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Business

Saving the World With Your Hair

German hairdresser Peter Lehnert shows that you can look Vidal Sassoon good without using chemical-based products, which can be bad for your skin and the Earth.

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Hairdressers at Peter Lehnert's salon are doing what they can to save the planet

"Suffering for beauty" is a motto that trend-conscious men and women seeking the latest in hairstyles have long been familiar with, often quite literally. If you want a new hair color, or even just simple curls, you generally have to pour a lot of chemicals onto your head.

The results can be anything but pretty, since chemicals can easily burn the scalp or trigger allergies. Some hair care products are even suspected of causing cancer.

And these are just the physical consequences: After the chemicals are removed from a customer's hair at the salon, the chemically harmful solutions and tinctures are then sent into the sewage system, creating serious disposal problems.

The first-ever green salon

Peter Lehnert, a hairdresser with his own salon in the city of Nalbach in the German state of Saarland, is trying to tackle the problem head on. Lehnert's salon recently became the first ever to meet strict European rules for environmental soundness and receive a stamp of approval from the EU's rigorous environmental audit.

Products with famous brand names typically associated with haircare are conspicuously absent from the shelves of hairdresser Peter Lehnert. Instead they are filled with environmentally friendly and healthy products. Rather than relying on modern techniques, Lehnert and his staff of five concentrate on traditional hairstyling.

"We don't differentiate ourselves from other hairdressers," Lehnert told Deutsche Welle. "The only difference is the way we do it and with which materials."

But that's not entirely true. There are always tradeoffs when it comes to creating an environmentally sound business. And there are some to be found here, too.

No bad bleach jobs here

Unless a customer insists otherwise, the salon does not bleach hair, give perms or do colorings with chemical dyes. Instead, the salon relies almost exclusively on ecologically sound dyes made from plant extracts and other skin and ecologically friendly products. Chemicals are only used if a customer demands them, which few do.

Workers at the salon provide customers with information about each of the products available to them so they can make an informed decision before using any products, chemical or natural.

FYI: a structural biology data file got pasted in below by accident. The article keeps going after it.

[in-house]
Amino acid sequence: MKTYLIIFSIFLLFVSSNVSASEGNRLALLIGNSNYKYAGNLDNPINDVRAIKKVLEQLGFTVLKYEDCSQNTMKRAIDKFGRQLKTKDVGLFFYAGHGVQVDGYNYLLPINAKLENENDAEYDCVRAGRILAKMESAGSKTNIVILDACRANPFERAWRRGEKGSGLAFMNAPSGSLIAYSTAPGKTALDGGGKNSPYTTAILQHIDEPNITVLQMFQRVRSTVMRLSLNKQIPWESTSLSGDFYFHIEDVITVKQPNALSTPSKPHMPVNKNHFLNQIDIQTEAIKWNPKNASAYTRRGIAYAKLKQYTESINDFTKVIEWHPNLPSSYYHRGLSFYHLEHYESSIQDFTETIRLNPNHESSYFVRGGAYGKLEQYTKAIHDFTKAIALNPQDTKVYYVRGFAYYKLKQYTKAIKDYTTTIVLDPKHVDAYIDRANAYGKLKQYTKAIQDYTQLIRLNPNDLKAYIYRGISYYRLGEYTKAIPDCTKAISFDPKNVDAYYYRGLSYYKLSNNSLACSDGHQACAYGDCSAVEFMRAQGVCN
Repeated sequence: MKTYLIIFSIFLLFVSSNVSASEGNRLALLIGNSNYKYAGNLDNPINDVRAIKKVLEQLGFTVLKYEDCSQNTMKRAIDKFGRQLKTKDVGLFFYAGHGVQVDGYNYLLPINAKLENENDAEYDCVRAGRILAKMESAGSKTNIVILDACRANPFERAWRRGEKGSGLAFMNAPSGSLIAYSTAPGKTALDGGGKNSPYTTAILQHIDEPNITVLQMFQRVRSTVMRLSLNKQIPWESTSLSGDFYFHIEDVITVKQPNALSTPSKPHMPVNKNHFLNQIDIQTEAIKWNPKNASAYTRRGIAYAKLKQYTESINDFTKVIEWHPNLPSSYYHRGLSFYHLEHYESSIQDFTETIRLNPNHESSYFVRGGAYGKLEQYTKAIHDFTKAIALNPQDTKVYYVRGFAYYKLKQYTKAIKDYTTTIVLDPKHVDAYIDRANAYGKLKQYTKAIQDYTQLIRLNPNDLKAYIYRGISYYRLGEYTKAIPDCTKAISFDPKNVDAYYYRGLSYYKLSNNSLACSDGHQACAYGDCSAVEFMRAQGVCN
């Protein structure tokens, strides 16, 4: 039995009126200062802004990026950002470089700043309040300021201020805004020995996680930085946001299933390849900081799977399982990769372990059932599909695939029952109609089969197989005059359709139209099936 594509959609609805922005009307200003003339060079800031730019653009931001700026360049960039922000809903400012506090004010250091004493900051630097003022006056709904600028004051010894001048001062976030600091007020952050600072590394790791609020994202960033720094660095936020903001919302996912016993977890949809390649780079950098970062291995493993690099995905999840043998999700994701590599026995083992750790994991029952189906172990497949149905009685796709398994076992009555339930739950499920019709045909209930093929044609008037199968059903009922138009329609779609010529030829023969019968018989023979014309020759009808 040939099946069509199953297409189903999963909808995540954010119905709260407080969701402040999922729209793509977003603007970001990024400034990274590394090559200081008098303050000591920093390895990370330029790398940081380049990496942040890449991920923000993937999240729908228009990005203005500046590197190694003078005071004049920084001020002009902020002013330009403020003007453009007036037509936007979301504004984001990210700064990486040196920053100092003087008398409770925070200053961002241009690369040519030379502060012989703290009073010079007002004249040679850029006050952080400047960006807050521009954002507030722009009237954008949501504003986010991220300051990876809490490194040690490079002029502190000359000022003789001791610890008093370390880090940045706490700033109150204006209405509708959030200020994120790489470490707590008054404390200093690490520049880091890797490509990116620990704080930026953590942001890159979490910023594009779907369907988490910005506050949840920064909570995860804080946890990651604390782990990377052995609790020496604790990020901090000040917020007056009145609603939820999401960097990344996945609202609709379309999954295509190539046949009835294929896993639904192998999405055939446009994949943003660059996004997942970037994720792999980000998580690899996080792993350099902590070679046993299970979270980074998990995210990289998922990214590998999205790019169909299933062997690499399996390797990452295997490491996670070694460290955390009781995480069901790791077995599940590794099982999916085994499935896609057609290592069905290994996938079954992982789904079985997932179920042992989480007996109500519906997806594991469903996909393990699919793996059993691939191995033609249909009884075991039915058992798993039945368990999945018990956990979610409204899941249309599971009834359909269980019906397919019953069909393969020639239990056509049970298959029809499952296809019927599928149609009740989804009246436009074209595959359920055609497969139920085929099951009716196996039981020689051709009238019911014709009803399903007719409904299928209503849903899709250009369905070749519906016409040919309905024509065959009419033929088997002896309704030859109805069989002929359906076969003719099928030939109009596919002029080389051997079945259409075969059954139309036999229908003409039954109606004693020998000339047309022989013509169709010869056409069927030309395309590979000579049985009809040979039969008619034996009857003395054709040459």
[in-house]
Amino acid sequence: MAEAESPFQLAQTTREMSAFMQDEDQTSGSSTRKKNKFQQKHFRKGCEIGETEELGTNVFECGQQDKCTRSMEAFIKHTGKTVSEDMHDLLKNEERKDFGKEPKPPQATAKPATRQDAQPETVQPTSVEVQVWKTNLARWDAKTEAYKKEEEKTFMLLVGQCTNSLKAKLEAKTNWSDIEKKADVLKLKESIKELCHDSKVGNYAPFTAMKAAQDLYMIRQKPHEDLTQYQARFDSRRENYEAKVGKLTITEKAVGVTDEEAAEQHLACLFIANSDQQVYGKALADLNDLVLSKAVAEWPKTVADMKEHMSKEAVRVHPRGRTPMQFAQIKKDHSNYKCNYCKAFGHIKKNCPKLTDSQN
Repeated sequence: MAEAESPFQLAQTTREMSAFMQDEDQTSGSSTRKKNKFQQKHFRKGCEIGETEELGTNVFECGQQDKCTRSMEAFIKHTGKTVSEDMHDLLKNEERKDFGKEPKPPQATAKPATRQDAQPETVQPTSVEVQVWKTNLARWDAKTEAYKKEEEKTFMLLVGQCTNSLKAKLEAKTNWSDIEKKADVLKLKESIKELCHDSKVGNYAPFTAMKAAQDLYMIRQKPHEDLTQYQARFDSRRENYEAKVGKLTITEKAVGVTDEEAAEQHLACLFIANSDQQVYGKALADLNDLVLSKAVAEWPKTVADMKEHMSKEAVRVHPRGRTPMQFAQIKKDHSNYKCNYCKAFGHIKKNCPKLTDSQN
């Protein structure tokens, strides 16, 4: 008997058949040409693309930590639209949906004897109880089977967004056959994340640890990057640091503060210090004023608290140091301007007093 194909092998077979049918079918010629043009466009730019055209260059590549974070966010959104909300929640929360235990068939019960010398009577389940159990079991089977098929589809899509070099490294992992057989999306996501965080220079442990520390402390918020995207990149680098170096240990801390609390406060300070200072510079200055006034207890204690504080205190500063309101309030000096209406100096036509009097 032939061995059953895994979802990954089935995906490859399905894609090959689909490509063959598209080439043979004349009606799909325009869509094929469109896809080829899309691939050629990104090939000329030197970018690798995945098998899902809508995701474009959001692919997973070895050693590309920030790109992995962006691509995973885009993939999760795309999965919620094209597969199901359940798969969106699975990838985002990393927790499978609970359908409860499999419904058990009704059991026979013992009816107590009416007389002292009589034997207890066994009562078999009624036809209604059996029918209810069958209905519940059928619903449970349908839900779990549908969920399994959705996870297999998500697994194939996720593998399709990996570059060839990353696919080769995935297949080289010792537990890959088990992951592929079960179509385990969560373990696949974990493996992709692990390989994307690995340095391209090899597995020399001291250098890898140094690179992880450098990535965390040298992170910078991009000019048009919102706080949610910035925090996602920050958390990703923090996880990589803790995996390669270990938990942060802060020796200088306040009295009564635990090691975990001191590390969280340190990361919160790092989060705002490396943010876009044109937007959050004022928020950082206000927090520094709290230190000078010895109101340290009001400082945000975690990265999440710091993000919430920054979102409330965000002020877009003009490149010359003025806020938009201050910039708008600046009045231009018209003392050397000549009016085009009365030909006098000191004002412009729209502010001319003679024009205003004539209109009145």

"It's just like smoking: There's a warning label on the package noting that some services can trigger allergies or cause other health problems," Lehnert says. "But we inform our customers and provide them with the information they need to make a decision on whether or not to proceed."

The concept is to place more personal responsibility on the customers, and many seem to like it.

"It's very comfortable for me as a customer," says one woman. "The information they provide me is great and very positive."

Energy-efficient lighting, massive water savings

Many of the environmentally conscious aspects of Lehnert's salon are invisible to the customer. The lights, for example, are energy efficient, and water consumption has been drastically reduced from the 60-90 liter average per customer at tradition German salons to 38 liters. And then there are the environmentally friendly hair care products.

None of this comes cheap. If it weren't for financial subsidies from the Environmental Ministry in Saarland, it wouldn't be possible for a company this small to undertake such an ambitious green goal.

But Lehnert is finding success with the concept – at least critically. He says he wants to use the knowledge he has gained in years of environmentally friendly hair care and create a Beauty School on the Internet that would include a clearinghouse of product information and also show other hairdressers how to apply environmentally sound methods in their salons.

At the end of the day, Lehnert says, his salon is no more expensive than traditional salons. Natural cosmetics are cheaper than their chemical cousins, but the work Lehnert does also requires more time. In the end, the differences cancel each other out, he says.